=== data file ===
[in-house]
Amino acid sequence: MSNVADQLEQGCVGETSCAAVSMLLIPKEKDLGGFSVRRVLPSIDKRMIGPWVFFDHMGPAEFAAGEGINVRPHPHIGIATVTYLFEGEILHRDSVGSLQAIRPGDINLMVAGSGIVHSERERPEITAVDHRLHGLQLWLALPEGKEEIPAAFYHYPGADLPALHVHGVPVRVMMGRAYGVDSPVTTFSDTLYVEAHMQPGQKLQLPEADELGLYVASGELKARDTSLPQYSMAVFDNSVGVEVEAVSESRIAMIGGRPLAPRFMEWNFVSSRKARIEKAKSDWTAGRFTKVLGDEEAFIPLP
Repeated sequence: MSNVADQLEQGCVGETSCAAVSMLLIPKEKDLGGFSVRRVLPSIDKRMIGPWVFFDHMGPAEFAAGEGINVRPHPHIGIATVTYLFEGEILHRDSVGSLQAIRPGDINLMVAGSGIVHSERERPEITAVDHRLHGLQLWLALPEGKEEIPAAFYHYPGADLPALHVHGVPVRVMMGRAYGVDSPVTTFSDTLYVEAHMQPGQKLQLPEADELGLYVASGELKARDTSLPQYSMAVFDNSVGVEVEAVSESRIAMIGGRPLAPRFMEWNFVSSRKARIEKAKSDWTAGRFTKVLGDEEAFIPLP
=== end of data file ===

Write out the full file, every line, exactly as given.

[in-house]
Amino acid sequence: MSNVADQLEQGCVGETSCAAVSMLLIPKEKDLGGFSVRRVLPSIDKRMIGPWVFFDHMGPAEFAAGEGINVRPHPHIGIATVTYLFEGEILHRDSVGSLQAIRPGDINLMVAGSGIVHSERERPEITAVDHRLHGLQLWLALPEGKEEIPAAFYHYPGADLPALHVHGVPVRVMMGRAYGVDSPVTTFSDTLYVEAHMQPGQKLQLPEADELGLYVASGELKARDTSLPQYSMAVFDNSVGVEVEAVSESRIAMIGGRPLAPRFMEWNFVSSRKARIEKAKSDWTAGRFTKVLGDEEAFIPLP
Repeated sequence: MSNVADQLEQGCVGETSCAAVSMLLIPKEKDLGGFSVRRVLPSIDKRMIGPWVFFDHMGPAEFAAGEGINVRPHPHIGIATVTYLFEGEILHRDSVGSLQAIRPGDINLMVAGSGIVHSERERPEITAVDHRLHGLQLWLALPEGKEEIPAAFYHYPGADLPALHVHGVPVRVMMGRAYGVDSPVTTFSDTLYVEAHMQPGQKLQLPEADELGLYVASGELKARDTSLPQYSMAVFDNSVGVEVEAVSESRIAMIGGRPLAPRFMEWNFVSSRKARIEKAKSDWTAGRFTKVLGDEEAFIPLP